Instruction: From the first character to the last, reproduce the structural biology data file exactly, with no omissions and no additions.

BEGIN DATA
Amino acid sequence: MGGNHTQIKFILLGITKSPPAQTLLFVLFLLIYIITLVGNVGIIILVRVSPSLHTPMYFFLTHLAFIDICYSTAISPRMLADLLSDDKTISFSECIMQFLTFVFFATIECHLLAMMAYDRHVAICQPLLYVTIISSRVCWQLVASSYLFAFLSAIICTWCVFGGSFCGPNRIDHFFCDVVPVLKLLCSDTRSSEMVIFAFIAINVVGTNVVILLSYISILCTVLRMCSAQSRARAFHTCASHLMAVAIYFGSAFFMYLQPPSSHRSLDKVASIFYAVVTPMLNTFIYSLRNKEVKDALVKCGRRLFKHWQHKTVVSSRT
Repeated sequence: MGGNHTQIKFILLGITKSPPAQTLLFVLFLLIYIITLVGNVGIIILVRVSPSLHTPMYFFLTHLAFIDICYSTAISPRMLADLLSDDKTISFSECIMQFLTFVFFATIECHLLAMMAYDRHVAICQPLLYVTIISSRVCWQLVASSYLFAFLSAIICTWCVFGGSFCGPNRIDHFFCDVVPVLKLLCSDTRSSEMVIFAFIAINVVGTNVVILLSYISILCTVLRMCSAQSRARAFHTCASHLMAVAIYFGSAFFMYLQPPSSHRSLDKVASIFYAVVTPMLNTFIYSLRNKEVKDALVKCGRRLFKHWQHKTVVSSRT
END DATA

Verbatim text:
Amino acid sequence: MGGNHTQIKFILLGITKSPPAQTLLFVLFLLIYIITLVGNVGIIILVRVSPSLHTPMYFFLTHLAFIDICYSTAISPRMLADLLSDDKTISFSECIMQFLTFVFFATIECHLLAMMAYDRHVAICQPLLYVTIISSRVCWQLVASSYLFAFLSAIICTWCVFGGSFCGPNRIDHFFCDVVPVLKLLCSDTRSSEMVIFAFIAINVVGTNVVILLSYISILCTVLRMCSAQSRARAFHTCASHLMAVAIYFGSAFFMYLQPPSSHRSLDKVASIFYAVVTPMLNTFIYSLRNKEVKDALVKCGRRLFKHWQHKTVVSSRT
Repeated sequence: MGGNHTQIKFILLGITKSPPAQTLLFVLFLLIYIITLVGNVGIIILVRVSPSLHTPMYFFLTHLAFIDICYSTAISPRMLADLLSDDKTISFSECIMQFLTFVFFATIECHLLAMMAYDRHVAICQPLLYVTIISSRVCWQLVASSYLFAFLSAIICTWCVFGGSFCGPNRIDHFFCDVVPVLKLLCSDTRSSEMVIFAFIAINVVGTNVVILLSYISILCTVLRMCSAQSRARAFHTCASHLMAVAIYFGSAFFMYLQPPSSHRSLDKVASIFYAVVTPMLNTFIYSLRNKEVKDALVKCGRRLFKHWQHKTVVSSRT